Codependency


 Wikipedia defines Codependency as unhealthy tendency to behave in overly passive or excessively caretaking ways that negatively impact one’s relationships and quality of life. It also often involves placing a lower priority on one’s own needs, while being excessively preoccupied with the needs of others.
Codependency can be a way for the codependent person to gain a sense of control over their life situation. By making an effort to solve other people’s problems, the codependent feels a sense of accomplishment and control. Sometimes, a codependent solves other’s problems since they feel that they are unable to solve their own problems. A codependent may consistently place another person’s needs in front of their own needs due to a belief that they are not worthy. Codependency can develop as a coping mechanism to address a hectic upbringing. The codependent may have learned to anticipate and take care of the needs of volatile personalities in the home to reduce the chance of the volatile personality from exploding. Codependents can view it as their “moral obligation” to serve others and see this obligation. Although someone with codependent tendencies sees themselves as a giving person, codependent actions can hurt ourselves and frustrate others.

Today, some co-workers were moving from one office to another office. I started helping out, even though I was working on a deadline. I prioritized their need to move heavy furniture versus making sure my own work was complete. I also hurt my lower back by doing too much.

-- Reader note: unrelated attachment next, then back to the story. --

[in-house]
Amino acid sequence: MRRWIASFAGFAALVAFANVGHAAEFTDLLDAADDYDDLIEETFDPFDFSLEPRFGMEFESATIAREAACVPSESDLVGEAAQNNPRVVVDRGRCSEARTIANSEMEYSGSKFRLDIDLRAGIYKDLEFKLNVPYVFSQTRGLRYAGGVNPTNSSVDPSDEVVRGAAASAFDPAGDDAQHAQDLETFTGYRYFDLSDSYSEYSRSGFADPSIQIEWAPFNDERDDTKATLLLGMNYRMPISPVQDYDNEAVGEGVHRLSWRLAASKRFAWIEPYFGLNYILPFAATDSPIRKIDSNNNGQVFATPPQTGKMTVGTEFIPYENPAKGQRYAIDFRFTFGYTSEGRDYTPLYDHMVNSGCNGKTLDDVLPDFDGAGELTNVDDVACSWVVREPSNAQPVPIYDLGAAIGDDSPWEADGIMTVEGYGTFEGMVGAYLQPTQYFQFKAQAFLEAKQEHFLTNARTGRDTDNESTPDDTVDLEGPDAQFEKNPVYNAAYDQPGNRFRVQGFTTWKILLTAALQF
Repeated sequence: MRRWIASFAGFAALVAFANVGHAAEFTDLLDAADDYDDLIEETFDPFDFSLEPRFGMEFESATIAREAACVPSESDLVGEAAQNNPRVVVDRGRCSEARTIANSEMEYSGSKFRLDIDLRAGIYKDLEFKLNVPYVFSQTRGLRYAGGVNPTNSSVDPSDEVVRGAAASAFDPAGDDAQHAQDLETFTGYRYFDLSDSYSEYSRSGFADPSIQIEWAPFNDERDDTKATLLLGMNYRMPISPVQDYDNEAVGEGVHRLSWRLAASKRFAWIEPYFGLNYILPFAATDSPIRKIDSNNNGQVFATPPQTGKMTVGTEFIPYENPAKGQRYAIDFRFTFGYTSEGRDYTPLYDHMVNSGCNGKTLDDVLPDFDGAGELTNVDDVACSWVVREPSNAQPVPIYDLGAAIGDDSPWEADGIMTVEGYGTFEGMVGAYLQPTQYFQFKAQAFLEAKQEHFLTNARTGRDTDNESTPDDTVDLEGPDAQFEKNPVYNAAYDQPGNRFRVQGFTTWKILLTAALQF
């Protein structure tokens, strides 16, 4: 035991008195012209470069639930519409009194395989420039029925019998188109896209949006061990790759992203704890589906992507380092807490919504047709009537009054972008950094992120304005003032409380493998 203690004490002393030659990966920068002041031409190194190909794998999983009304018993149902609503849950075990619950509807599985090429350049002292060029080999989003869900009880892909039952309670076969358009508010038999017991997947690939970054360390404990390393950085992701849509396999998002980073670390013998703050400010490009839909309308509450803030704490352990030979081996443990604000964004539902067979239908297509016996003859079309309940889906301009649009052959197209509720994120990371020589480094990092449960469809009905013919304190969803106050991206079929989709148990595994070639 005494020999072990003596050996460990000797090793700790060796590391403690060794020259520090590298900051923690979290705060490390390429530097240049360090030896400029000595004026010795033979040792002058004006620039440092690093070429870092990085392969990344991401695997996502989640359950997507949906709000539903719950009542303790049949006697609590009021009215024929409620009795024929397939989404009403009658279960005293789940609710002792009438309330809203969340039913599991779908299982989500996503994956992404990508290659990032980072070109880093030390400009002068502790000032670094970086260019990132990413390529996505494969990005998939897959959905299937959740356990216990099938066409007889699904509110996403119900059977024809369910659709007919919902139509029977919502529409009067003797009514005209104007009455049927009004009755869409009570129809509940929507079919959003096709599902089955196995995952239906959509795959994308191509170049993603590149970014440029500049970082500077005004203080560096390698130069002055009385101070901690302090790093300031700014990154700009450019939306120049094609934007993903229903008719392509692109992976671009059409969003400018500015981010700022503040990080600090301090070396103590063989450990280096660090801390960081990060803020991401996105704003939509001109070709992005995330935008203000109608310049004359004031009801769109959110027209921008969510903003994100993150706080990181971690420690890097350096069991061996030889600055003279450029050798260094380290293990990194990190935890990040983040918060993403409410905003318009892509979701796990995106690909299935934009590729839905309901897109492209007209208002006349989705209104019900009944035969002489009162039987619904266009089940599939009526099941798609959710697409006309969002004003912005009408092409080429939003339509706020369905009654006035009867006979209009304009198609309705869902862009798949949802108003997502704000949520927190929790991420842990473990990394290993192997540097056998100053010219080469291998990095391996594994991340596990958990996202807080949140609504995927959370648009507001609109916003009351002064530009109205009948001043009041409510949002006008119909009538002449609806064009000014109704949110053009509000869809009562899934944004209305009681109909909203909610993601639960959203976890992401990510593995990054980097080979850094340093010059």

Another codependent situation occurred when a co-worker tried to help out my office by delivering a desk. Unfortunately, the desk was heavy and did not fit the work space. This person was trying to solve a problem without asking. If that person had asked about the need for a desk, the desk would not have been moved needlessly. 

Yes, I know that this are small examples. 

Next time you are doing something from someone else consider:
– did they ask for help?
– will this harm me in any way?
– I am doing this with a true generous spirit?
I am interested in hearing your thoughts.
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7 Responses to “Codependency”

  1. The examples you have here are great as I can relate them to when I was active duty military. I was very much the codependent/caretaker type and it ultimately played a role in my nervous breakdown! “Am I doing this with a true generous spirit? – these are other questions too – “am I doing this because I feel like I should, because I’m afraid they’ll fire me, because I want something in return, because I’m not happy doing what I’m doing and want a distraction, because if I don’t do it they’ll screw it up?” Sometimes it’s ok to be spontaneous and help but as my husband is learning – you need “raid” awareness (he’s in training to become a welder). We use to play World of Warcraft and do raids in dungeons a lot. Raid awareness consisted of: Do I have the right gear for the battle? Do I need special equipment/skills/food/drink for the battle? Is my party strong enough and have the right skill sets to beat this boss(accomplish this battle?) Do we have enough time and resources left to fight this battle and win?

  2. I enjoyed reading this blog. Thanks for sharing your thoughts and experiences. I have several codependent people in my life so I can relate to your stories.

  3. Change happens in the small stuff and eventually, recovery happens and you see yourself doing things differently without thinking about it. It’s so great that you’re conscious of thee “little” things. Codependents need to control others because their self-esteem depends upon others thoughts and actions. Good suggestions above. In general, I’d always ask, “Will I feel resentful if I help, and how will it affect me? How will I feel if I don’t? Guilt or fear aren’t good reasons to help. I go into this in depth in “Codependency for Dummies,” available online.

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